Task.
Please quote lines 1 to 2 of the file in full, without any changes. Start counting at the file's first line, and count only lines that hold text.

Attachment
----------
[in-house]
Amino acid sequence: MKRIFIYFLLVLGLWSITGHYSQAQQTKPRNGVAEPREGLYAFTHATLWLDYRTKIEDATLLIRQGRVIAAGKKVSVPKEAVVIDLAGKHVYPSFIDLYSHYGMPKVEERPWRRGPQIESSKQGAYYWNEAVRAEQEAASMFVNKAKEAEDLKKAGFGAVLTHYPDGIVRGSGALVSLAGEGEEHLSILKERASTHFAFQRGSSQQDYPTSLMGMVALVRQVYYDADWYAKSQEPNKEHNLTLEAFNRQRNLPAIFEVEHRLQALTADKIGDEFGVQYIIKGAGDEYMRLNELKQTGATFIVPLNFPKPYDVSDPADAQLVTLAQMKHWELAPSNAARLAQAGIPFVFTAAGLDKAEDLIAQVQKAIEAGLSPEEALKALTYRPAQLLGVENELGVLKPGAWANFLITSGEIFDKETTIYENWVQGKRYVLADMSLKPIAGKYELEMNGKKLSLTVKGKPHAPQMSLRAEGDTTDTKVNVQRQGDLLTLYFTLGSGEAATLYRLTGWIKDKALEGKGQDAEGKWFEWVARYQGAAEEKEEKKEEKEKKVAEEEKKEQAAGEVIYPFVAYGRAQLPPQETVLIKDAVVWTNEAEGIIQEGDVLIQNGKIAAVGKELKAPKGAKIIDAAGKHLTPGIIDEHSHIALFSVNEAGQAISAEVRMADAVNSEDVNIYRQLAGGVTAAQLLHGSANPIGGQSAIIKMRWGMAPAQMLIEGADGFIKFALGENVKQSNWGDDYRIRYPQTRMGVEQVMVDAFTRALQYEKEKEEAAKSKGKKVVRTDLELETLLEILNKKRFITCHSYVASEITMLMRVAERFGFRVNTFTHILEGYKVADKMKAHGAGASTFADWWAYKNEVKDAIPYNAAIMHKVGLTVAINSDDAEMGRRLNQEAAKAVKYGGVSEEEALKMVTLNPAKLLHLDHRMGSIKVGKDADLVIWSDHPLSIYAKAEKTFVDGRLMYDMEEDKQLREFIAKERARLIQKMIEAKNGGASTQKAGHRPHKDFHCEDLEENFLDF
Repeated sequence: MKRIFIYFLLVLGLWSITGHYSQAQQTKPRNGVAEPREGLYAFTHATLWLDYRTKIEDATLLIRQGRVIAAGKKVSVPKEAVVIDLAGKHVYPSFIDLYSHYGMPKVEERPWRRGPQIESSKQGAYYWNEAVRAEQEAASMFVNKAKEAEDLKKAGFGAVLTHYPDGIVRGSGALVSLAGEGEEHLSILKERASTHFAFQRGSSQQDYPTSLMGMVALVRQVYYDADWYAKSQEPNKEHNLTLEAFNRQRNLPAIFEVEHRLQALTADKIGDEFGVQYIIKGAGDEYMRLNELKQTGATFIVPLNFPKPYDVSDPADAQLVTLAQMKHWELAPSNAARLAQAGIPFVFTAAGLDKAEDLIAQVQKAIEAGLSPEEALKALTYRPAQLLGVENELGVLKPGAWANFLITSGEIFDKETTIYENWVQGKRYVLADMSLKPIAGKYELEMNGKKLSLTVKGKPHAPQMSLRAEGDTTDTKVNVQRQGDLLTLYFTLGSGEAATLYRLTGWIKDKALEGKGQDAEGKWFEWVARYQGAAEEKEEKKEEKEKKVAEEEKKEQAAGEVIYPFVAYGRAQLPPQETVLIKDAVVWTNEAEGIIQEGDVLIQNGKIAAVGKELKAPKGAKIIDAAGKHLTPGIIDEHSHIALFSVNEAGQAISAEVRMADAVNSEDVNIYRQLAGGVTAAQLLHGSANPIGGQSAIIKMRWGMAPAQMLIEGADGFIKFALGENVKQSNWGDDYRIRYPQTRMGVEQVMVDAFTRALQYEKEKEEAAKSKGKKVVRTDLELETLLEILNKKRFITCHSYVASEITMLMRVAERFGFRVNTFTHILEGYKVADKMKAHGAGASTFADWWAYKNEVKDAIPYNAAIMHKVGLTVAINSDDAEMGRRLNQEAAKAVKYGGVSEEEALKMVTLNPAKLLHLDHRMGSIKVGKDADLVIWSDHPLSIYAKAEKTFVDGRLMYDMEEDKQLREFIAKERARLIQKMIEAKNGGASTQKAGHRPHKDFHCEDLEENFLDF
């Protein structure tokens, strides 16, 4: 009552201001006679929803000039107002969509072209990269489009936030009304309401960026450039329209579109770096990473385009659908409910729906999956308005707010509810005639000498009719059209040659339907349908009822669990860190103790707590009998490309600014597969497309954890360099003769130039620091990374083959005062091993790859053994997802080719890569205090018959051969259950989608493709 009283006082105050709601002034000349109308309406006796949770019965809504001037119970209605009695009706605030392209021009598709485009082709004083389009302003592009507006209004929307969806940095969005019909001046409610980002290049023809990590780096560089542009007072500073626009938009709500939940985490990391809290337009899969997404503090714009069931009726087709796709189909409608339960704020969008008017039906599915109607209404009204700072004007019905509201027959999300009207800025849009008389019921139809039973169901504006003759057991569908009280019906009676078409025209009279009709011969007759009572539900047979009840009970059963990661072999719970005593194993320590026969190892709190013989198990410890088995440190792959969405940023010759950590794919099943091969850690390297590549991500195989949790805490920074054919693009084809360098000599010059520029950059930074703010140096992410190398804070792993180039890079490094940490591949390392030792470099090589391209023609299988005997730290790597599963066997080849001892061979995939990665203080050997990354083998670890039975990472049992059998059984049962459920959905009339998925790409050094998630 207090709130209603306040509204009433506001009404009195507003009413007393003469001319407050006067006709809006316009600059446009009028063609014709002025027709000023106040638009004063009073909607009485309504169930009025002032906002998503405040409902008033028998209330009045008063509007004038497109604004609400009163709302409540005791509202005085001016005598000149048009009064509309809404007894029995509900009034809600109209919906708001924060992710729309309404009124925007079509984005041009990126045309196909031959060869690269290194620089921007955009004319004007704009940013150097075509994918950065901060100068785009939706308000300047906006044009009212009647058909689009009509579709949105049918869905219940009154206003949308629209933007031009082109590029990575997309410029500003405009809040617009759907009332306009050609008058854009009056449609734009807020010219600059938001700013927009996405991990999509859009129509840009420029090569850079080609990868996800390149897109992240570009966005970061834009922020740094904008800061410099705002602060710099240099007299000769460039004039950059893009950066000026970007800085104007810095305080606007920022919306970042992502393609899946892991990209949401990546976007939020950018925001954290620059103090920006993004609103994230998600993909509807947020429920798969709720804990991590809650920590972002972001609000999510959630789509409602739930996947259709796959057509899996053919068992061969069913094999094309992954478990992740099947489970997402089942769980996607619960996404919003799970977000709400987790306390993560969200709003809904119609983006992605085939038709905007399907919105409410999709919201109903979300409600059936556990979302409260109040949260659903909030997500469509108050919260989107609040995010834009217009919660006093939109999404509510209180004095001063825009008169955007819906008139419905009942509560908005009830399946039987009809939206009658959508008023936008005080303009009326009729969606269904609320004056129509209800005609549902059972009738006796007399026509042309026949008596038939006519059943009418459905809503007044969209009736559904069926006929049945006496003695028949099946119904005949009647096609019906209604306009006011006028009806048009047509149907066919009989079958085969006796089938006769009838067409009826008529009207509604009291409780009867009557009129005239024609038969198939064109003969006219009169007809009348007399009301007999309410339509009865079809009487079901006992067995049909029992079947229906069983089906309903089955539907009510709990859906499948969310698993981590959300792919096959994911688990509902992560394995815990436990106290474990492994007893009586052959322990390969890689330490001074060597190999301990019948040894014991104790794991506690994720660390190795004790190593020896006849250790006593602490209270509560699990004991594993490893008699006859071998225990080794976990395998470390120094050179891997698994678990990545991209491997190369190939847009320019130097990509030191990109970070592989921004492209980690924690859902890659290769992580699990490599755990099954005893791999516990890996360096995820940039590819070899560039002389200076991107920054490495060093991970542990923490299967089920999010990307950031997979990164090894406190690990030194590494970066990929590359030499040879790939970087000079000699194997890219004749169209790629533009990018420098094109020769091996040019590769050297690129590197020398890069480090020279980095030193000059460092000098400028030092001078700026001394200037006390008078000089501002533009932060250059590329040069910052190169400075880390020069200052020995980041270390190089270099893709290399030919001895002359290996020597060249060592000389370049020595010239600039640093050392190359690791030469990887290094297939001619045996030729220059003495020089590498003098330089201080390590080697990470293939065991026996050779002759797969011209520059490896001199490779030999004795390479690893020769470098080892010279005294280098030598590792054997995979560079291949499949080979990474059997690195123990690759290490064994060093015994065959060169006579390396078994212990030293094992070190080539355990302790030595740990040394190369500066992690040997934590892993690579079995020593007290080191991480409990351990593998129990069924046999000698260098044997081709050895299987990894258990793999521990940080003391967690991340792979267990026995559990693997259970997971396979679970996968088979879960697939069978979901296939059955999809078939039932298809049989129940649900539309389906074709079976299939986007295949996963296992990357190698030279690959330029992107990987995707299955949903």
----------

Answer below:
[in-house]
Amino acid sequence: MKRIFIYFLLVLGLWSITGHYSQAQQTKPRNGVAEPREGLYAFTHATLWLDYRTKIEDATLLIRQGRVIAAGKKVSVPKEAVVIDLAGKHVYPSFIDLYSHYGMPKVEERPWRRGPQIESSKQGAYYWNEAVRAEQEAASMFVNKAKEAEDLKKAGFGAVLTHYPDGIVRGSGALVSLAGEGEEHLSILKERASTHFAFQRGSSQQDYPTSLMGMVALVRQVYYDADWYAKSQEPNKEHNLTLEAFNRQRNLPAIFEVEHRLQALTADKIGDEFGVQYIIKGAGDEYMRLNELKQTGATFIVPLNFPKPYDVSDPADAQLVTLAQMKHWELAPSNAARLAQAGIPFVFTAAGLDKAEDLIAQVQKAIEAGLSPEEALKALTYRPAQLLGVENELGVLKPGAWANFLITSGEIFDKETTIYENWVQGKRYVLADMSLKPIAGKYELEMNGKKLSLTVKGKPHAPQMSLRAEGDTTDTKVNVQRQGDLLTLYFTLGSGEAATLYRLTGWIKDKALEGKGQDAEGKWFEWVARYQGAAEEKEEKKEEKEKKVAEEEKKEQAAGEVIYPFVAYGRAQLPPQETVLIKDAVVWTNEAEGIIQEGDVLIQNGKIAAVGKELKAPKGAKIIDAAGKHLTPGIIDEHSHIALFSVNEAGQAISAEVRMADAVNSEDVNIYRQLAGGVTAAQLLHGSANPIGGQSAIIKMRWGMAPAQMLIEGADGFIKFALGENVKQSNWGDDYRIRYPQTRMGVEQVMVDAFTRALQYEKEKEEAAKSKGKKVVRTDLELETLLEILNKKRFITCHSYVASEITMLMRVAERFGFRVNTFTHILEGYKVADKMKAHGAGASTFADWWAYKNEVKDAIPYNAAIMHKVGLTVAINSDDAEMGRRLNQEAAKAVKYGGVSEEEALKMVTLNPAKLLHLDHRMGSIKVGKDADLVIWSDHPLSIYAKAEKTFVDGRLMYDMEEDKQLREFIAKERARLIQKMIEAKNGGASTQKAGHRPHKDFHCEDLEENFLDF